Gouache Illustration: Paint a Whimsical, Colorful Character | Vanessa Gillings | Skillshare

Gouache Illustration: Paint a Whimsical, Colorful Character

Vanessa Gillings, Illustrator

Gouache Illustration: Paint a Whimsical, Colorful Character

Vanessa Gillings, Illustrator

Play Speed
  • 0.5x
  • 1x (Normal)
  • 1.25x
  • 1.5x
  • 2x
10 Lessons (42m)
    • 1. Introduction

      1:08
    • 2. Working with Gouache

      11:44
    • 3. Materials and Sketching

      1:54
    • 4. Color Roughing

      3:25
    • 5. Transferring

      6:27
    • 6. Color Testing

      8:24
    • 7. Laying Down Washes

      3:26
    • 8. Adding Details

      4:59
    • 9. Final Thoughts

      0:18
    • 10. Explore More Classes on Skillshare

      0:33
66 students are watching this class
  • --
  • Beginner level
  • Intermediate level
  • Advanced level
  • All levels
  • Beg/Int level
  • Int/Adv level

Community Generated

The level is determined by a majority opinion of students who have reviewed this class. The teacher's recommendation is shown until at least 5 student responses are collected.

9,946

Students

61

Projects

About This Class

Love painting whimsical, colorful illustrations? Learn to use gouache paint to bring your imagination to life!

Step into illustrator Vanessa Gillings' studio and learn to apply her unique painting method to your own character illustrations. Through testing colors, layering paint, leaving paint to dry, and even keeping an eye on the humidity in her studio, Vanessa has perfected the art of using gouache to take her creative vision from her imagination to the page.

Blending digital and analog techniques, Vanessa reveals a unique, accessible approach to hand-painted work. Key lessons explore:

  • General tips and tricks for using gouache
  • Testing your colors before you paint
  • Layering paint to avoid unintended lines
  • Creating colors with a flat, even effect
  • Using washing to bring your vision to life

Plus, Vanessa shows you how to create one of her intricate characters from beginning to end — giving you the inspiration you need to create your own dapper animal.

Whether you're new to gouache or a seasoned painter, you'll learn a technique that opens the door to a whole new world of intricate illustration. Follow along and learn how to create the whimsical work you’ve always imagined!

Meet Your Teacher

Teacher Profile Image

Vanessa Gillings

Illustrator

Teacher

Vanessa Gillings is a Washington, DC based illustrator and self-proclaimed fox enthusiast who specializes in watercolor and gouache illustration. After spending part of her career as a comic book artist and graphic designer, Vanessa now focuses exclusively on her illustration work. 

Vanessa can be found illustrating children's books, knitting her own clothes, and sharing her illustrations on Instagram and tumblr. 

Inspired by childhood, woodland creatures, and lovingly handmade clothing, Vanessa is best known for her whimsical drawings of bunnies and foxes. 

 

(Photo from Vanessa's Instagram)

 

 

See full profile

Class Ratings

Expectations Met?
  • Exceeded!
    0%
  • Yes
    0%
  • Somewhat
    0%
  • Not really
    0%
Reviews Archive

In October 2018, we updated our review system to improve the way we collect feedback. Below are the reviews written before that update.

Your creative journey starts here.

  • Unlimited access to every class
  • Supportive online creative community
  • Learn offline with Skillshare’s app

Why Join Skillshare?

Take award-winning Skillshare Original Classes

Each class has short lessons, hands-on projects

Your membership supports Skillshare teachers

Learn From Anywhere

Take classes on the go with the Skillshare app. Stream or download to watch on the plane, the subway, or wherever you learn best.

Transcripts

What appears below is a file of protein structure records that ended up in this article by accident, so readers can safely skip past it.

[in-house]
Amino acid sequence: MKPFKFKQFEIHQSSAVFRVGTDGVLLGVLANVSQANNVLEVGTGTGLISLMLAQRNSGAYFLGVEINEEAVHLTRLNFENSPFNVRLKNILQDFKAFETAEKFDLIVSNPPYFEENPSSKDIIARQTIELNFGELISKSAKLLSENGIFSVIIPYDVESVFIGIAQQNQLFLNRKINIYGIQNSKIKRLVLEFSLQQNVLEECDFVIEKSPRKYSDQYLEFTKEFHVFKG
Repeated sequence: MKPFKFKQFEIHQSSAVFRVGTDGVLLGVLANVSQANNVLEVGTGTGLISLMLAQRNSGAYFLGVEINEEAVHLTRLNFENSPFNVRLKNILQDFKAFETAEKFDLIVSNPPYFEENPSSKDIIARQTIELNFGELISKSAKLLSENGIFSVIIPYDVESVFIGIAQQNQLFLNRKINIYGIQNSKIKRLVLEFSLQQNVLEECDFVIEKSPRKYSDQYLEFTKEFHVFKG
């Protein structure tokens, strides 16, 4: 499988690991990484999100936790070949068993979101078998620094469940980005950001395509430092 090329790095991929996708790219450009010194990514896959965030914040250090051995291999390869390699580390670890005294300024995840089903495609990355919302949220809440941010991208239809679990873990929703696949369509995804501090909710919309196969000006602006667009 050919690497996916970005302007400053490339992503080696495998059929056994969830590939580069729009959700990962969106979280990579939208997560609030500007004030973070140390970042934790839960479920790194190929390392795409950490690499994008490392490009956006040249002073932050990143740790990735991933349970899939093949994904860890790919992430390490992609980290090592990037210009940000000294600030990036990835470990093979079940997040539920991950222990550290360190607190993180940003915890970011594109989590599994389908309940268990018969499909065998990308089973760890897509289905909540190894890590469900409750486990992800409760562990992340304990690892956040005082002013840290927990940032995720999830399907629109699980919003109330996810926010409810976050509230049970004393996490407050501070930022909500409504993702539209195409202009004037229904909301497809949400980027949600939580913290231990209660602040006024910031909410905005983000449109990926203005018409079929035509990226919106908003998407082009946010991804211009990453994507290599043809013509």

1. Introduction: I work in watercolor and gouache, and I like to paint cute animals in detailed complex texture pieces. Hi, I'm Vanessa. I'm an illustrator, and today we'll be talking about gouache. I use gouache differently than a lot of artists. I like to water it down so it acts more like watercolor. This allows me to have the effect of watercolor without the drawbacks. So, instead of getting that streaky effect that watercolor has, gouache will fill an entire solid shape which worked particularly well with the way that I like to layer paint. There in the class, I'll walk you through my entire process for how I create my illustrations. We'll cover tips for painting with gouache like how to get clean lines by layering, how to avoid hot spots by drying, and even how to adjust for change in the humidity. We'll cover tips for sketching out your character, walking out colors in Photoshop, then dive straight into testing our colors, laying down washes, and adding final details. This project is a good way to quickly jump into some of these techniques without worrying about complicated details, but also have a bit of fun designing a character that represents something you may like. I hope you'll walk away from this class with a better understanding of how to use gouache that you can use to make your own cute little illustrations. I'm excited to show you my process. Let's get started. 2. Working with Gouache: So, the main tools that I use are paint, palettes, brushes and paper. So, the paint I use is once gouache except for my black which is watercolor. I do this because it's a little bit more transparent and it is a personal preference. You can use gouache for the entire thing if you'd like. I have about 20 paints but you only really need eight colors to get most colors that you'd ever want to create, a warm and cool red, a warm and cool blue, a warm and cool yellow, and then white and black. I don't think you need anything fancy for your palettes, these are just some cheap ones that I got for a couple of dollars. I tend to store my paints and my palettes all the time. This is partially out of laziness but also because it's more economical because paint can be really wet. You don't have to use fresh paint every time. The colors that you're mostly going to be using, you should have those ones be fresh but the rest can be old and doesn't really matter. Here's one of the advantages of watercolor ink wash, water-based paints is that they are re-wettable but be careful because not all paint is re-wettable. For instance, acrylic wash is not re-wettable. So, test to make sure that your paint can be re-wet after it's laid down before you try and do this with your palettes or else you'll have to get new palettes. I really only use two brushes, a medium-size slightly tapered brush and then a smaller detail brush. I can do pretty much every single shape that I do almost all my pieces I only use these two brushes. The final piece is my watercolor paper. I choose to use arches watercolor blocks, which are a bunch of pieces of paper all glued-together into a cube. This helps prevent the paper from warping while you paint. If you don't choose to use watercolor blocks, you can use other kinds of watercolor paper. There's a whole bunch of kinds out there but if you use flat sheets, you have to stretch watercolor paper, which means that you have to wet the entire thing and tape it down at the edges to like a watercolor illustration board. If you want to learn more about how to do, this check the resources. If you choose to buy a watercolor block, the first step you have to do when you open it is remove this black piece of paper that's on the top. The way you do this is you use a palette knife or just even a regular knife, and stick it in here and then just pull it off like that. So, there's three components to painting gouache, water, paint, and time. It's all about how much of each of those you have. So, you want to make sure that you have a good balance between your paint and your water and how quickly or slow you apply the paint is going to affect the overall consistency of the shape and also your ability to paint cleanly in layers. Gouache is intended to be used with the paint consistency of melted ice cream but that's a lot too thick to paint the way I do. So, I water my gouache down so it's more like watercolor. I'll show you how to get a good consistency for nice even layers. So, I like to mix. I'll paint a little bit thicker first and then add water to that. So, to try and add paint back into water once you already have obtain liquidity. So, start thicker and go lighter as you go, and you can test on your paper. So, you want that kind of consistency. You want to be able to see a little tiny speckles of the paper coming through. That's getting too thin. That's too light. That's a bit too thick but that one is the perfect consistency, and the way you do that is by how much paint and water you have on your brush. So, you don't want to have too much water also end up like this and you don't want to have too little end up like that, and how quickly you apply it will make it more even. So, that's the third component which is time, like that. So, once you lay down a flat color, you don't want to mess with it because if you do you get something that's called a hot spot, which is where you try and apply paint to an area where you've already applied paint but it's not fully dry. You'll get a little bit of lightning. It's hard to see probably but you'll get a teeny bit of lightening down on these edges. So, if you try and mess with the top surface too much, you'll start lifting the paint off, and if you look closely you can see that this area on the bottom is lighter than the area on the top. That's because the paint that was already there has been lifted by the water on my brush. This will actually create a permanent lighter section. It doesn't matter how many layers of paint you put on afterwards, you can't get rid of it. So, it's really best to just paint a color shape and leave it alone and just be patient and then you'll get a color that you like in the end. Here's a clear example of this concept. I painted this blue square first and then went back in and tried to paint on top of it in this corner but it didn't do anything I wanted and only lightened the color, which is why I have a lighter down here. This will happen anytime you try and mess with paint that is not fully dry. So, fully let your paint dry before you move onto layering anything on top of it. A big factor that affects drying time is your room's humidity. I personally have these little humidity readers. This is because I'm a total nerd and I care a lot about hale humid is in my room because it really affects my paint. This thing tells me that at 64 percent in here which is pretty high. So, that means that everything is going to take longer to paint. The reason why is because there's more moisture in the air, which gets into your paper and also gets just into your paint. So, when there's more moisture in the air, the moisture in your paint takes longer to dry. So, you just have to be a little bit more patient when it's humid. If it's really, really dry, what I recommend is having a damp paper towel just lightly on top of your painting and between layers. So, let each layer fully dry, then lay the damp paper towel down for two seconds or so and then try and do the next layer. It gives you more time because the amount of time that it takes to dry is also how quickly or slowly you can fill in shapes. So, it's easier to paint when it's humid to fill in shapes but harder to wait for each shape to dry. So, this step totally isn't necessary but if you want to nerd out like me, I got this little humidity reader off of Amazon for like $5 or $7 and it's a really cool little tool to know how humidity is in your room. I personally prefer to have the humidity about 45 to 50 percent. That's just a personal preference because I feel like gives me the longest amount of time to plate on each shape but not so longer than I'm sitting there all day waiting for it to dry but because it's really humidity in here, it's definitely going to take longer. So, another thing to keep in mind when it's really humid is that your paint will want to spread out a bit more on the paper because the paper itself has a bit more moisture in it. So, a good way to get around this is to just thicken your paint a teeny bit. So, don't add quite as much water. I think it's a good idea to just experiment with this, paint some little swatches on a rough piece of paper just to get and feel about how much water you should be adding based on how humid the day is. So, now I'll show you some tips for how to fill in shapes. The first thing is it's your temptation whenever you have a square to outline it but you don't want to do this with any water-based medium because one side will start to dry before the other and you'll get an outline around the entire shape which you don't want. So, what you need to do with all shapes is pick one side and move to the other side. I always start on the left because I'm right-handed and that way I'm not sticking my hand in my paint. So, I'll just pick a corner and move from that corner outwards. You can do little bars like this, the top and bottom but don't go too far into the shape and that way when you pick up more paint, you can add in where you were last. Move from one side to the other, like that. So, the same thing is true even if you're not painting a square. If you're painting a weird shape, you still have to pick a side and then move from that side to the other and you have to choose where to start and keep going with it, trying to keep as few areas like this opened by themselves. You want to basically keep your edge that's moving towards the other side wet, you don't want it to dry because if it dries, then you get those hot spots I told you about. You need to have the whole area you're working with be wet, that makes the whole shape stay uniform when you're done. This may feel counter intuitive because of the way you're taught in elementary school to outline a shape before you fill it in but if you can break that habit, you'll have much cleaner shapes in the end. On the opposite side when you want to paint around the shape, you have to choose which direction to go and you want to keep both sides as wet as possible as you do it. So, here's a good way to do that. You start in a corner like before and try and move each side back and forth. So, you move this side a bit, then you go back over and you move the other side of it, then you go back over here and move here a bit. If you hope between the two sides, it keeps that edge wet, which is what you need. It's like you pull the paint across the paper, from one side of the shape to the other. To recap, the three things you have to think about are paint, water, and time. You might have noticed I have to paint pretty quickly as to keep that edge I was talking about wet as you move. You don't want that side to dry. So, you have to paint each shape pretty quickly. Which is the reason that when you're first starting, you probably want to have fairly medium-sized shapes. It makes it easiest to paint if they're not too small or too big. For this last tip, I'll show you the benefits of layering paint versus painting shapes next to each other. I created these two blocks of color beforehand and let them dry to show you what I mean about layering paint. So, if I put a rectangle here next to this other rectangle. If you don't get those shapes right perfect next to each other, you might start to notice that there's this dark line appearing in between the two shapes. This area is brown, blue but this is greenish brownish color that's appearing in between. That's because watercolor and gouache are transparent mediums. Meaning that they are very liquidity and thin, so you can see the layers of other paint underneath. So, I decided to try and use this property of watercolor and gouache to my benefit. So, instead of doing that where I get that line, I instead paint on top and if you do this, the entire rectangle is the color of that line, but it means that you don't have a line between the shapes at all. It means you get nice clean shapes for all of your colors. I developed this process a little bit out of necessity because I naturally have very unsteady hands, so I couldn't trust myself to paint two shapes next to each other without getting that line in between. So, this was my workaround for dealing with the problem. One thing to keep in mind when this layering process is that it changes the color a little bit. So, if you look at this brown, this brown is a lot more vibrant and bright than this brown because it's been layered on top of the blue. So, you see a little bit of the blue underneath. This means that you have to think a little bit about how to work with complementary colors. Let's take a look at how blue interacts with a complimentary color like yellow. First, let's add yellow right next to the blue and then to compare, let's paint the yellow on top. As you can immediately see, this yellow is not the bright yellow but that is, it's a much fainter yellow that has a little bit of a blue-green tinge to it. So, if you want to paint a really bright color, you have to paint those ones separately because of how the colors interact and change as you layer them, it can be helpful to test them out. 3. Materials and Sketching: Before we get started, let's take a look at the materials I use for my process. So the essential tools you need are paint, a palette to mix your paint on, watercolor paper, paint brushes, and both a medium and a small for details, and sketching materials. The other tools that I use are carbon paper, and tape for transferring, and a white gel pen for corrections. We'll be diving deeper into all of these later on in the process. Let's get started with the first step, which is thumbnailing and sketching. So there are three steps to this process. The first step is to thumbnail roughly in my sketch book. The second step is to print out those sketches very lightly on printer paper, and then to use a mechanical pencil to fill in those sketches with more detail. I do this three-step process because it enables me to come up with a good gesture that I like, and then refine that gesture without losing the original gesture by erasing the whole thing. When I'm thumbnailing, I like to focus on gesture and overall shape. I don't like to get bogged down with the details at this point at all, so I tend to make them pretty small, and do a bunch of them really quickly. So the pieces that I chose to go with were the ones that I thought had the strongest composition, the strongest shapes, and looked like pieces that would be the most fun to paint. So once I chose the six that I liked, I brought them into my computer, blew them up, and then printed them out very lightly, so I had an outline to work on for the next step. Once we have the outline, we just have to trace over it to get the final sketch. This lets me try different ideas, and if I don't like them, I can just erase them, and still have the original gesture and sketch there to work from. It solves that age-old problem that all artists have where they like the gesture and the original sketch better than the final. This lets you try a bunch of stuff without losing the thing you liked about your original drawing. I did these six here, and I chose this one because I like the gesture the best. Now, that we have the final sketch, we can move on to color roughing. 4. Color Roughing: So, now that we've got our sketch, before we dive into the painting, is good to do a color rough. So, when I say color rough, I mean just a plan of the colors that you're going to use for your final painting. There's a lot of different ways of color rough, I choose a color rough digitally in Photoshop, just because it's a tool we already have and I find it easiest, but you can also color rough by hand, or you can color rough in app like Procreate, it's really up to you. The whole point of this is just to get colors that you like. So, what colors you're going to use before you paint the final. Another big advantage of this step is, it allows you to test a lot of colors all together in multiple different iterations, which is really good for client work. Clients really like to see multiple options of a painting and that way we're giving them as many options as possible, and digital I think is a great way to do this because it allows you to try lots of things very quickly. So, let's dive in and start choosing our colors. So, I like to take my sketch and put it as my first layer in Photoshop. This is so that I can set it to multiply, and see all my colors underneath as I work, and I keep the background white because the background of this painting is going to be white. So, I don't need another color there. There's really no order or preference to setting things up, I just like to start with the color that I think is most important which for me is the fox color. So, for the big shapes, I like to use the lasso tool tool just because it's really quick to fill things in, and you really don't need to be too perfect about this, you just want to be able to block in your colors really roughly. I used the bucket to fill that in, and if it's something I want to be a little cleaner, I can paint in the shape a bit more. I like to make different layers for each color because this allows me to change just that one color and not have to worry about the rest of the piece changing. So, a good resource for getting better at using color is a website called Kuler and there's another one that's called Color-collective, which are both really good sites that just have lots of different colors that are good inspiration, good place to start if you're feeling stuck on what kind of colors to use. There isn't a right or wrong way to color rough, it's just about getting colors down so that you know where you're going when you're going to be painting your final painting. And another thing to keep in mind is that digital colors are ever so slightly different than what the colors you can create with real paint are. Don't be too perfect about it and don't worry too much, it's just to give yourself a guide. You don't have to use a [inaudible] to do this if you don't have one, it is a lot easier and faster, but you can also just use a mouse to trace the shapes with the lasso tool if you want. So, now I'm just going to fill out the rest of the basic shapes. So now that we have the basic shapes, I can go back in and add the details. And for the details, I'm mostly just want to tell myself a basic idea of where things are going to be. So I like to add little lines to my animal's fur, but I don't need to know exactly where every line is going to be. This is just a rough idea to let myself know, remember to put lines here. Alright, now that we've settled on the colors, let's print this out and use this as a guide. The next step is I'll show you how to transfer the sketch to the watercolor paper. 5. Transferring: Now that you have your final sketch, we're going to transfer it to our watercolor paper. So, to transfer our sketch onto watercolor paper, we're going to use carbon paper, which is just a thin piece of tissue paper with graphite on one side. So, to tape it onto your paper, you're going to use artist tape, which is a tape that is less sticky than normal tape would be. I also like to take some off here and put it on my hand to make it less sticky. So, I just go like this, just to make it a little bit less sticky, so that way, you can take it off your paper and off your transfer paper without ruining either of them, because this is reusable many many times, I've had this for five years. So, all you do is you flip it over, and I tape it on the back because anytime you're pressing on the front, you have the potential to leave marks with your hands. So, you're trying to avoid anything, because this stuff does not erase particularly well, and so, you want to make sure that you don't press it more than you have to. The other thing I like to do is I like to tear out my picture, and the reason I do this is, so that way, I can see the most amount of space around my picture as possible. So, that helps me know where to place it on the paper, because you can't see it very well. So, that helps me know how much space to leave around the drawing. Then, what you do is you take some of that, take more of this, and I can see where I want to place it, and then just tape it down. So, how this works is you have your printer paper on top of the carbon paper on top of the watercolor paper. The reason you have that is because the carbon paper has graphite on one side, so that way, when you apply pressure to this, it magically transfers the drawing onto the water color paper underneath. To transfer your drawing, I like to use a pen. It doesn't really matter what kind of pen you use, so long as it's got a hard enough tip that can't be a felt pen. I use pen instead of pencil because, that way, you can actually see what parts you've already transferred. All right. So, let's start transferring. I like to draw the little lines, the things that are going to be lines, in the final as lines. That's just sort of a personal preference. You can outline the shape if you'd like, but otherwise, I mostly just outline. So, I'm not going to transfer the lines inside the scarf because anytime you have a thin line, it's best to transfer or to draw those yourself with pencil afterwards because carbon paper does not 100 percent erase. So, it'll mostly get covered by the paint. But any little line that won't get covered by the paint, it's better to just draw by hand because that way, if you happen to draw it in a slightly different place or choose to draw it in a different place when you're done, you don't have this ghost of a little pencil line there that you don't want. So, for instance, on the shirt here, I'm not going to draw the stripes, I'm just going to draw the outline. That way, I can fill in the stripes by hand afterwards. You want to make sure you get everything, so don't forget any little shapes because once you take the carbon paper off, you basically can't put it back on to find where you had it before, because you won't be able to know exactly where it was. So, just check to make sure. For these scarf lines, I like to just sort of do the outside of the shape, not the full inside part, just so I know roughly where it is without having to worry about all the details. So, now that we got all the lines, let's take the printer paper off. I like to take it off here instead of after taking the transfer paper off, because that way, I am less likely to tear my transfer paper. It's a good thing to keep this guy with you because, that way, when you're painting, you can use it as a reference in case you lose a line while you're painting. If it fades beneath a color, you can look at it. Then, remove that. You can see where I've turned my paper before, and now, I have our final picture. That's the magic of carbon paper. So, if you don't want to transfer your drawing, you can draw directly onto watercolor paper. But the reason I do this is, so that way, I personally draw very dark, and if I draw directly on this, I'll be erasing and drawing dark, there'll be tons of smudgy grey lines that I'm trying to avoid having. So, I like to draw my sketch first and then transfer it with transfer paper. So, the last step is to clean up the drawing a little bit. I like to use a kneaded eraser to remove whatever little smudges I may have still gotten, and then use a fairly sharp pencil to go in and add those pencil or ditto lines that I didn't put it in before. So, I'd just like to erase some of the smudging there. I'm drawing my details by hand instead of transferring them because it's a lot easier to erase this pencil than it is to erase carbon paper, and for details, it's better to draw them in pencil, and something that's easy to erase. 6. Color Testing: Before I move on to the final illustration, we have to decide how to mix paint to try and match our digital color rough. You're never going to be able to get your colors exactly the same as your digital color rough, that's because digital works really differently than real paint. But the goal of this stage is to try and get your colors as close as possible and also to understand where the colors will be different in the final. You want to start by testing the lightest colors first. So, I'm going to start by trying to match this sweater color. The reason I'm mixing the lightest colors here first, like peach and white, is because I know that the color is a fairly light color and I tend to, when mixing my colors, just kind of move from lightness or darkness even when I'm mixing them on my palette. There's not really a huge reason for this, only a personal preference, but I find it easier to keep track of. Sometimes, we go too dark, you can add a little bit of a lighter color back in until it looks pretty close. Then, I like to use the scrap paper here just to test and see. Okay. Yeah, that looks fairly close. It's a little bit more vibrant than this, that's largely because digital has a lot more muted colors than real paints. So, pretty much always when you paint your final, your final's going to be a little bit more vibrant and a little lighter, like less dark, like these pants are probably gonna be lighter in the final. I'm going to paint this little swatch here, and say that's going to be my sweater color. Then, I like to write down for myself, as a note, the colors that I used so I can recreate it. So, the reason why I write this out is that it helps me remember when I'm actually making the painting what colors I mixed during the test. Sometimes, there'll be days in between when I do the tests of the colors and when I actually paint the final, and by then, I may have forgotten how I mixed the colors. So, this way, I just have it all written down for me. So, if I need to recreate a painting, anything, I've got it there for me. I'm going to create a couple more of these. Now, I have little swatches for all the colors that we're going to use as a guide for when we recreate our final piece. This is something that I've gotten pretty good at doing because I've had a lot of experienced painting at this point. So, don't be frustrated if it takes you a little longer to figure out what colors you want to use or how to match the digital color rough that you created. It's something you guys will get better at over time. Once we have our colors figured out, we need to figure out how they're going to interact in layer with each other. If you remember from before, layering paint changes how colors interact. So, it's helpful to create a little guide to plan out how you're going to layer your colors for the final piece. This whole process takes about an hour, that's because I need each layer to dry before I can move on to the next one. So, I've already done it beforehand, but I'll walk you through the first couple of steps again just to give you an idea of what I'm talking about. So, I like to start with a little base layer that is just simply peach and white that just meets out all the other colors. It's not necessary and you don't have to do it, but it's just something I like because it mix all the colors a little bit softer. After the peach layer, add in a rectangle of the sweater color. That's because I knew that the sweater color was going to be under most of the other colors. So, the third thing I had to test was this book color. Because a book is pretty light, I wanted to know whether or not I could layer it on top of the base layer only or if I could layer it on top of the purple color as well. So, painting both the light blue here on top of both these rectangles let's me know really quickly, okay, this is a lot lighter, this looks more like the true blue that I imagined in my digital color rough. This starts to look a lot more like it's just kind of a darker sweater, and that's not the look I'm going for. So, I decided that for this blue color, I'm going to layer just the peach and the blue, and not have the sweater color underneath it. The next thing I want to test is how to layer the darker colors of my paintings. So, I have this divided into two stacks of color, that's because these are the cool colors. This is the scarf and that's the coat, and here's a warm color. This is the fox's fur, the fox's ears, and the fox's pants. I wanted to have these separated, because of what I talked about earlier with the complimentary colors, that you can't layer those ones, not without getting the whole thing looking really muddy. So, to do the cool colors, I want to paint a big rectangle of the light blue that I know I want to have underneath all the other colors. In general, when figuring out how to layer paint, I like to try and put layers underneath as many shapes as possible, because that way, you don't have to have those little overlapping edges between two different colors or shapes. So, over here, I'm going to paint the fox's orange, and because that's the lightest warm color, I know I want it to be underneath all the other darker warm colors. I'm painting it both on the purple and on the base color because I'm not sure yet if I want to have those colors layered or not. This is why I like to do a color test because it helps me know, "Okay, these ones are fine or these ones are too vibrant." It lets me work it out beforehand. So, the next thing you want to do is then paint the next darkest color and see how it's going to layer. So, this would be the scarf. You'll continue this process for all the darker colors. The reason I'm stopping here is because the darker colors, because they're darker, will actually cover up most of the colors beneath them. So, it's not as hard to figure out how to layer those ones as it is to figure out the lightest ones. The goal of this step is to help you figure out how the colors will interact, so you can figure out what order to apply your paint in. So, using this as a guide, we can now start to write down the order that we're going to paint in. The first layer we know is going to be the base layer. So, moving from lightest to darkest, the next two darkest colors are the book and the sweater. Because both of these colors stand both alone and are overlapped, it doesn't really matter which one you paint first. I just chose to paint the sweater first. Sometimes, I like to put little notes to myself when I'm doing this to say that I need to not paint the sweater underneath the book though, just to remind myself. These are the only two colors that only have the base underneath. So, it doesn't matter which order you paint them in. The same thing applies to the next two medium colors, which are the scarf and the fox orange. So, doesn't really matter which one of those you choose to paint first. I chose to paint the scarf. So, the next color will be the fox color. So, then the next darker colors are the coat blue and the brown that's the pants. Again, it doesn't really matter which one you do first, so you can do whichever one. I chose to do the coat, which then means you have to do the pants next. So, this is the final thing I'm going to add to the pants which is a light layer of the darkest black color. This last step is me adding just a little bit of the coat blue to the pants, just to add some extra color harmony. So, to recap, you want to start with the base layer, which is this right here, because it goes underneath everything. Then you want to move on to the next darkest colors, which are the sweater and the book, and they can be painted in either order. Then, the next darkest colors are the scarf and the fox color. Divide them into two stacks because of complimentary colors, because these are blue and these are orange. Again, it doesn't matter which order you paint this. Then, you move on to the next darkest colors, which is the coat and the pants. Then, after that, you move on to the next darkest colors, which is the darkest pants and the coat color. If you group this into light, medium, and dark, between each stack, it doesn't matter which one you paint first. Just as long as you continue to move from lightest to darkest. Now that we're done with the hard work of planning out the order, we can now move on to the fun part, which is painting the final. 7. Laying Down Washes: Now that we've finished our color tests, we're going to move on to painting our first wash. The first one we're going to do is this base peach color, and the reason we want to do that is you want to generally move lightest to darkest. We're going to apply this layer everywhere in the painting that isn't white, and the reason we're doing that is it mutes all the other colors and it's the base layer to the entire painting, and we know all the paints are going to interact because we figured out our colors during our color test. So, this is where all of our planning comes together, we can just follow the plan we've already created. So, for the base layer, I like to mix a little bit more paint than I do for the other colors, because you're going to be applying it to the largest space, and you don't want to run out of paint in the middle of a shape because you'll need to work pretty quickly per shape. So, you don't want to be rushing to make more paint in the middle of a shape. Now, we're going to let this dry. That's the final wash. If like me, you have a few little tiny mistakes, here in the white space, here's a great tip for how to get rid of them. I like to use a white gel pen, this is just a sacra white gel pen to go over, and you don't want to draw a line, you want to dab at it. This helps mimic the paper texture. We'd be like you're tattooing almost. Here, you'll notice that it mostly gets rid of that little shape. I like to do this near the end, not in the beginning, because that way all my layers are in there and I can just fix little tiny issues like that, and it's like they never happened. Alright, we did it, we now have all of our washes down, so you can move on to the final details. 8. Adding Details: The last step is to add details to the clothing and the fur to bring your character to life. There's two different details that I add, texture and line work. The texture, I like to create with dry brushing, which is just using less water on your brush while you paint. So, one of the things I like about my painting process is that I like to use the paint I've already mixed for my washes as my texture. That's because this paint dries a little bit darker. So, if I just add slightly less water to it, I don't have to re-mix paint for my texture. So, if I want to make little lines on my fox for his fur, I just mix a teeny bit of water into this paint that's already dried here, and something I like to do is I like to dab the tip of my brush onto the paper towel I have here just to make sure that there isn't any water that I don't need on the brush, and I test it for some of the scratch paper, just to make sure it's kind of nice and scratchy before I move on to painting the details on my final. You always want to use the small brush for dry brushing, otherwise, you'll get big chunky marks, which you can use sometimes if you want. Dry brushing is a great technique for anything you want to have a bit of a texture to it. It doesn't have to just be fur, I also use the same technique on the coat. Basically, I just create a bunch of little scratchy lines here. There's not really any particular order or style you have to paint. I like to move with the shape, so that if you imagined it being on top of an actual animal, it wouldn't be perpendicular to the animal's fur. It's never going to do the same thing, but with the coat color just re-wetting some of the blue I used for the coat, and making sure it's not too wet, and then adding texture. If you put something a little too dark, you can also use a little bit of paper towel to blot up some of the texture, so it's not as dark as I originally painted it. I always try to do the dry brushing first before I do my linework. For linework, I'm work I use the paint that I already have mixed here as well as some new colors, but I add a little bit more water than I do for the dry brushing. But I still like to put the tip there to make sure I get most of it out. It's always good to test your lines here on a separate piece of paper first before you make the lines, because that way, you know you're getting the right consistency, because you want these lines to be a little bit less scratchy than your dry brush lines. So, as we paint the lines on the scarf, you'll remember we didn't didn't transfer these lines, we drew them with pencil. So, that way, we don't have to worry if we get them in exactly the right spot this time. Something I like to do when I'm drawing these lines is to keep my brush fairly flat. It helps you get a cleaner line. So, that's why I'm turning my brush so much. So, I can get the flat side. So, it's at a point. So, for the buttons, I want them to be a little bit darker than the dry brushing is. So, I mixed the black into the blue I already have because that way, it's not quite as dark as if I paint it just straight black. One thing is, in the darker colors, you'll notice sometimes you kind of lose your lines, and it's a little hard to see where the lines were that you originally drew. So, something you can do if you have a hard time seeing them is going back over them with pencil again before you do the details just so you know where they are, because so long as you do it fairly light, you'll be able to erase it. These last steps can be really unique to each individual person. It's all about how much personality you want to add to your painting, how many lines, how much texture. So, this will vary a lot by person. I personally like to put a lot of texture into my painting, so this can take up to an hour. So, we're going to hop to the final painting. So, now I have the final piece with all the details. As you can see, I didn't apply texture to every single shape. I think a combination of textured shapes and flat shapes helps to create a sense of depth in the painting. That's it, you finished your piece. 9. Final Thoughts: We made it all the way from talking about initial sketching to the final details. You've learned some basic tips for how to use gouache and how to layer paint. I hope you've enjoyed learning about gouache and this will inspire you to go out and try it for yourself. I love to see anything you created from the initial test to the final illustration. Thank you so much for taking the class, I can't wait to see what you guys make. 10. Explore More Classes on Skillshare: